The Moodah Poodah – the chimera of dry flies
Curtis Fry is one of Fulling Mill’s exceptional fly-tying ambassadors. With a crazy passion for fly-tying he has contributed a wide selection of flies to the Fulling Mill US catalog. Read on to find out more about his famous Moodah Poodah fly, how it got its name and also see how Curtis expertly ties the fly in the video below.
“The Moodah Poodah is one of the more wacky names we’ve stuck to a fly pattern, but it lives up to its uniqueness with a penchant for hooking a lot of fish. In fact, it got its name even before the pattern itself was designed. While I won’t go into the gory details, it all started with a post-fishing stop to eat some grub and a run-in with a not-so-friendly waitress who hardly said a word to us the whole meal. And if you know some rudimentary Spanish, you might understand where the name came from.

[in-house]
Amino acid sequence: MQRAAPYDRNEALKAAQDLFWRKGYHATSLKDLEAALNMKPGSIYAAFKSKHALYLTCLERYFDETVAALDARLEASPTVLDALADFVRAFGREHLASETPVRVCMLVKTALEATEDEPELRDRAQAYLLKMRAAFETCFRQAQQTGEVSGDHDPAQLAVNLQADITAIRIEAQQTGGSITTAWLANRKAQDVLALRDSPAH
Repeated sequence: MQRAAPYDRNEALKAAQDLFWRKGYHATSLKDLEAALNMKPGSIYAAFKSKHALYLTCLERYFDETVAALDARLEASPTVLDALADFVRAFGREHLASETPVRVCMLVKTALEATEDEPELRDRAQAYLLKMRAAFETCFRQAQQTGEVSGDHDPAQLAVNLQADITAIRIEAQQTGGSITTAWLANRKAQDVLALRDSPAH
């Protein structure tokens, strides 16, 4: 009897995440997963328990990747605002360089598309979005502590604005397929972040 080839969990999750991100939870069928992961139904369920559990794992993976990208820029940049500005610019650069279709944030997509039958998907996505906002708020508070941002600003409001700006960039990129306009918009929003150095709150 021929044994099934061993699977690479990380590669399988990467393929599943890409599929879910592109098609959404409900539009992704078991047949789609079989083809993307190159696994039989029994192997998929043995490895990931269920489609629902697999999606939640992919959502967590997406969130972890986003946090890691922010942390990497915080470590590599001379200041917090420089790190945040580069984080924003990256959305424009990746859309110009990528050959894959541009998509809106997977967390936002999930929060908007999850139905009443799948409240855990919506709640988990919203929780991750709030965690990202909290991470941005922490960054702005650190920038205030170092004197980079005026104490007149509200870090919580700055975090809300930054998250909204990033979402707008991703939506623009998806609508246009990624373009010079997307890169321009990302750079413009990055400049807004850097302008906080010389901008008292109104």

But funky names aside, the pattern here, similar to the Chimera fly, was designed to imitate a variety of bugs in all sorts of colors. The color shown in the video is black which can pass as a Cicada, drowning ant, cricket or any other blackish insect that might happen along. Throw in olives and browns for drakes or other mayflies or how about the crazy purple version?
And beyond the pattern’s devilish good looks, the other part of the design here was intended to allow for a smallish dry that could support droppers without sinking so quickly. Not only that, but the Klinkhamer style hook allows the body to hang below the surface – an attribute on dry flies that I personally think is a huge attractant. We throw in some irresistible Ice Dub for the body and it makes for a crazy-effective pattern.”
This chunky Rainbow was caught on the Green Drake version.
Check out the Fulling Mill variations in tan, olive, purple and black.